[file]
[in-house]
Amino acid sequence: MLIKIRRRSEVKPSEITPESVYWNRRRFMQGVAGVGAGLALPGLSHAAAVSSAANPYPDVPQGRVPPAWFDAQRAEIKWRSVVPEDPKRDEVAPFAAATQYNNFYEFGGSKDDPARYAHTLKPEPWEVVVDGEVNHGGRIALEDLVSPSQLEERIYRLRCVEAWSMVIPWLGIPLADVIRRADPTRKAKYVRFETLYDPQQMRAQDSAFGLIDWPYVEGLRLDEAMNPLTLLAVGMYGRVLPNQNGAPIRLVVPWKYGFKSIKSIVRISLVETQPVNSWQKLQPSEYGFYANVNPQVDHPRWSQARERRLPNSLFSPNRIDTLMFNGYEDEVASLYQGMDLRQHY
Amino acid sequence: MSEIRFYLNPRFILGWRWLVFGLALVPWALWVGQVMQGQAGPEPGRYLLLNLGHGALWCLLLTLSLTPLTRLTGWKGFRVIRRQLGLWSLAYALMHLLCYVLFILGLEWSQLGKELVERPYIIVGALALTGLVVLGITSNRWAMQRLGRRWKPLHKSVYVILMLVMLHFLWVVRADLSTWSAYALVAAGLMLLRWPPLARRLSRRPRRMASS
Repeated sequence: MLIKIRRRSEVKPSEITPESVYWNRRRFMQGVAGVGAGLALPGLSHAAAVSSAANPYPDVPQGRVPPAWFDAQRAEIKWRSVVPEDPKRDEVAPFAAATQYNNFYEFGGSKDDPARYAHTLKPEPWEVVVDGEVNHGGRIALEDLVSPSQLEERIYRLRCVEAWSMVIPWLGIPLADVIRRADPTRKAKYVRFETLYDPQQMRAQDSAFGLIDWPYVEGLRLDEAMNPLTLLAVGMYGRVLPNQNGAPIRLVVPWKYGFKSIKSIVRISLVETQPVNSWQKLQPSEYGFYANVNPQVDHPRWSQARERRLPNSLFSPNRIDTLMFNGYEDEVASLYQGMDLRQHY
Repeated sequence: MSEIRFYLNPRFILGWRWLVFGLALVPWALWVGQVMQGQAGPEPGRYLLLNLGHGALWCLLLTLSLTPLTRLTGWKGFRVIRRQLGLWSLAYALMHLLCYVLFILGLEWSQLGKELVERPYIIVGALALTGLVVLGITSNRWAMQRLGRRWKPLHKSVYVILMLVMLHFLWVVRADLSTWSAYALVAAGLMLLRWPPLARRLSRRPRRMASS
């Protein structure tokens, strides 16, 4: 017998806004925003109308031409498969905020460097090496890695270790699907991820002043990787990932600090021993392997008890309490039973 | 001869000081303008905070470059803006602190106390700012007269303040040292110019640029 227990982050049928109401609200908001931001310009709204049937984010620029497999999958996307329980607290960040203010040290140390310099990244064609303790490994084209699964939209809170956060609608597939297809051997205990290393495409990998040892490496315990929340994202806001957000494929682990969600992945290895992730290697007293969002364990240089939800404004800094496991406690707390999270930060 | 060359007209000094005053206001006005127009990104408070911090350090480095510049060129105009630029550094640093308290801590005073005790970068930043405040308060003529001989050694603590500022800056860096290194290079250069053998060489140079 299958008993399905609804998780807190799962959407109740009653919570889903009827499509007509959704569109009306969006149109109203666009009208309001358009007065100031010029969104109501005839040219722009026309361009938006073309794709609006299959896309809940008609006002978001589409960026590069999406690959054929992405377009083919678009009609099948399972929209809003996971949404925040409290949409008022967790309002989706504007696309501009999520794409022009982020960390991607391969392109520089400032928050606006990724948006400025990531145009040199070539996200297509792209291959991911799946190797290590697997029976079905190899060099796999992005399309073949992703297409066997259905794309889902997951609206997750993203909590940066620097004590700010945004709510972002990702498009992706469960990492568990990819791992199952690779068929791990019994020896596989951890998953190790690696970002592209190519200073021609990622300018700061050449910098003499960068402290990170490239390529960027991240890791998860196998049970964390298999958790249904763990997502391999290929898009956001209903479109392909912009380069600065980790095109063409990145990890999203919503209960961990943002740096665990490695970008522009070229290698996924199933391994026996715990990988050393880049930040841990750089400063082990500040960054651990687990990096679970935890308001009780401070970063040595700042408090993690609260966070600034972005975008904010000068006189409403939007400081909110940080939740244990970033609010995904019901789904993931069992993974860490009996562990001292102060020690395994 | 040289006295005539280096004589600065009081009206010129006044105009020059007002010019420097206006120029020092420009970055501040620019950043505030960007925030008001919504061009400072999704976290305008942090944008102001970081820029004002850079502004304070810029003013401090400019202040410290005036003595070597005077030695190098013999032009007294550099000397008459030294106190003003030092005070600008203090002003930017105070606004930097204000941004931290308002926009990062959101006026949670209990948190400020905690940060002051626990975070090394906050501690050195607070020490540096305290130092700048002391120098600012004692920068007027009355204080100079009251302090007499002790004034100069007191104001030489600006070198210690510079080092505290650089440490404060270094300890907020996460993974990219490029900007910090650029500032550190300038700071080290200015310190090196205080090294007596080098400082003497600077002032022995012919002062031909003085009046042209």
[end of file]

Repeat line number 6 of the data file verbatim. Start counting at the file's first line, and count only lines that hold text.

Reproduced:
């Protein structure tokens, strides 16, 4: 017998806004925003109308031409498969905020460097090496890695270790699907991820002043990787990932600090021993392997008890309490039973 | 001869000081303008905070470059803006602190106390700012007269303040040292110019640029 227990982050049928109401609200908001931001310009709204049937984010620029497999999958996307329980607290960040203010040290140390310099990244064609303790490994084209699964939209809170956060609608597939297809051997205990290393495409990998040892490496315990929340994202806001957000494929682990969600992945290895992730290697007293969002364990240089939800404004800094496991406690707390999270930060 | 060359007209000094005053206001006005127009990104408070911090350090480095510049060129105009630029550094640093308290801590005073005790970068930043405040308060003529001989050694603590500022800056860096290194290079250069053998060489140079 299958008993399905609804998780807190799962959407109740009653919570889903009827499509007509959704569109009306969006149109109203666009009208309001358009007065100031010029969104109501005839040219722009026309361009938006073309794709609006299959896309809940008609006002978001589409960026590069999406690959054929992405377009083919678009009609099948399972929209809003996971949404925040409290949409008022967790309002989706504007696309501009999520794409022009982020960390991607391969392109520089400032928050606006990724948006400025990531145009040199070539996200297509792209291959991911799946190797290590697997029976079905190899060099796999992005399309073949992703297409066997259905794309889902997951609206997750993203909590940066620097004590700010945004709510972002990702498009992706469960990492568990990819791992199952690779068929791990019994020896596989951890998953190790690696970002592209190519200073021609990622300018700061050449910098003499960068402290990170490239390529960027991240890791998860196998049970964390298999958790249904763990997502391999290929898009956001209903479109392909912009380069600065980790095109063409990145990890999203919503209960961990943002740096665990490695970008522009070229290698996924199933391994026996715990990988050393880049930040841990750089400063082990500040960054651990687990990096679970935890308001009780401070970063040595700042408090993690609260966070600034972005975008904010000068006189409403939007400081909110940080939740244990970033609010995904019901789904993931069992993974860490009996562990001292102060020690395994 | 040289006295005539280096004589600065009081009206010129006044105009020059007002010019420097206006120029020092420009970055501040620019950043505030960007925030008001919504061009400072999704976290305008942090944008102001970081820029004002850079502004304070810029003013401090400019202040410290005036003595070597005077030695190098013999032009007294550099000397008459030294106190003003030092005070600008203090002003930017105070606004930097204000941004931290308002926009990062959101006026949670209990948190400020905690940060002051626990975070090394906050501690050195607070020490540096305290130092700048002391120098600012004692920068007027009355204080100079009251302090007499002790004034100069007191104001030489600006070198210690510079080092505290650089440490404060270094300890907020996460993974990219490029900007910090650029500032550190300038700071080290200015310190090196205080090294007596080098400082003497600077002032022995012919002062031909003085009046042209």